These will serve as excellent material both for fencing the road frontage, as well as for construction. There won’t be any need to cut large living trees for those purposes. Fernando is enthused by the number of large tornillo trees (right and next page) – these are highly valued for boat building purposes and for certain types of construction that require a very dense wood that can resist the rot that results from frequent wetting and drying. I’m more enthused by the number of birds that I can hear in the forest or that are flying across the road. Unfortunately my binoculars are waiting for me at the Madre Selva Biological Station – several hours downriver from
Before long we reach the border of the lands that Project Amazonas has title to. A narrow cleared line in the understory marks where one parcel of land begins and the other ends. These border lines are the standard means of marking property boundaries in the Amazon. Curiously, however, this border line appears to be freshly cleared, and at the road edge is a wooden post sporting a trio of blue plastic “A’s”.
The mysterious blue "A's"
We puzzle over why the land owner would bother to put in a post and clear the border right before a sale is finalized. Walking down the road to the other edge of the to-be-acquired-parcel, we spot another wooden post with the enigmatic blue “A’s”. Fernando tries to call the land-owner, but cell-phone reception is spotty in this hilly area, and so we continue to wonder. We decide to take the motorcycles a bit further onward to where the Santa Cruz forest reserve lands end and another community’s lands begin. The delineation couldn’t be much more obvious. On one side of the cleared border strip is tall forest, the other side is covered by bananas and plantains, with the odd remnant tree sticking up as if to emphasize the lack of forest cover. The air itself feels hotter. We hop back on the motorcycles and head back toward Mazan – we could have continued on to
Once in Mazan, there is good cell coverage again. Fernando makes a series of calls, and eventually we’re in touch with the landowner. The mystery of the triple blue “A’s” begins to unfold. The landowner is surprised, and is not responsible for them. The community of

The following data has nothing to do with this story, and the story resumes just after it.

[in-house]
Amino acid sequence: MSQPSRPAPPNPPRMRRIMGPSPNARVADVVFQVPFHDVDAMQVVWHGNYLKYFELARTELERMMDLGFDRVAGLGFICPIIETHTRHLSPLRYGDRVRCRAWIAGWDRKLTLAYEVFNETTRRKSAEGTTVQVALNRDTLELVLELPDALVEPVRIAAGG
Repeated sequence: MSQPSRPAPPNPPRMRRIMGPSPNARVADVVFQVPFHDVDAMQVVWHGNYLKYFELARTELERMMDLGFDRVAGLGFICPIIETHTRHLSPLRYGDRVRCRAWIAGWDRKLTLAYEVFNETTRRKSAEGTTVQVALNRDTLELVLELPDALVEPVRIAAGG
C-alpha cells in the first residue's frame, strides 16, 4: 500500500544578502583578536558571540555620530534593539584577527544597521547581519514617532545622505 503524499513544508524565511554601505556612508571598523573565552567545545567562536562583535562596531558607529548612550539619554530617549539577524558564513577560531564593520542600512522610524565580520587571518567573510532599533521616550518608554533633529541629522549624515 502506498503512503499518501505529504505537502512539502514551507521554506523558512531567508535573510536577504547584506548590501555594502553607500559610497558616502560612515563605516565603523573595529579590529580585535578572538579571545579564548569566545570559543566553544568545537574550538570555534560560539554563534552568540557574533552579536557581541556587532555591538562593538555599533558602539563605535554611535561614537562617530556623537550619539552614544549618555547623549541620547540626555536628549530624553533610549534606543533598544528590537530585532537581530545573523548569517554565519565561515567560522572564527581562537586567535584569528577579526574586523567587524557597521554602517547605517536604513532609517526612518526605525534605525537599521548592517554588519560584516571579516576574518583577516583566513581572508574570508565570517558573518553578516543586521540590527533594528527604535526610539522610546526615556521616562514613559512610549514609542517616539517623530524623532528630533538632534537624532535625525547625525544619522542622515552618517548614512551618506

This time, however, the plot has been caught early before any damage has been done. I instruct Fernando to let the
My butt may be sore, my arms and face burned, but I’m burning hottest inside! There’s forest to be saved and work to do."
Photos and text by Devon Graham, PhD
Project Amazonas needs to raise $175/month to fund a caretaker position at the new forest reserve. The caretaker will assist students and researchers, maintain trails and buildings, and prevent logging and other activities that might damage the mature rainforest at this site. To make a tax-deductible donation (in the USA), please contact Project Amazonas president Devon Graham (firstname.lastname@example.org) or mail a check to:
Postscripts by Devon:
On 6 August 2008, thanks to a lot of footwork by Fernando Rios, we finalized the purchase of the adjacent 24 ha (60 acres) from the adjacent landowner, and now have the official title to Lot 77, along with the transfer of title and all other legal papers. We need about $750 to finalize the transfer of title, official survey papers, and notarization fees for Lots 73, 74, 75 and 76 which, when done will give us the single contiguous block of land of 104 ha (260 acres).
At the same time, the Iquitos-Mazan road has undergone further improvements, and is now accessible to 4-wheeled vehicles. At the
Project Amazonas, Inc., is a USA-Peruvian non-profit organization which maintains and operates four biological reserves in the Peruvian Amazon. These are open for use by students, researchers, courses and ecotourists. Project Amazonas manages the sites in collaboration with local communities, and also engages in medical, education, and community development activities with isolated communities in the north-eastern Peruvian Amazon. Project Amazonas is registered as a 501(c)3 organization in the state of
Dr. Devon Graham is a tropical biologist who has been involved with Project Amazonas since the fall of 1994, and who became president of the organization in 2000. When not working in the Peruvian Amazon with Project Amazonas, Dr. Graham hosts a variety of ecotours in the Amazon and elsewhere with Margarita Tours, Inc., and also teaches in The Honors College at
If you’d like to have Devon's previous article "Ancient trees look for love in the Amazon" (Aug 08), contact him at email@example.com and he will be happy to send it to you.
Devon with a Smoky Jungle Frog
Keywords:: birding Peru Amazon Devon Graham Project Amazonas deforestation logging Iquitos road ecotourism biodiversity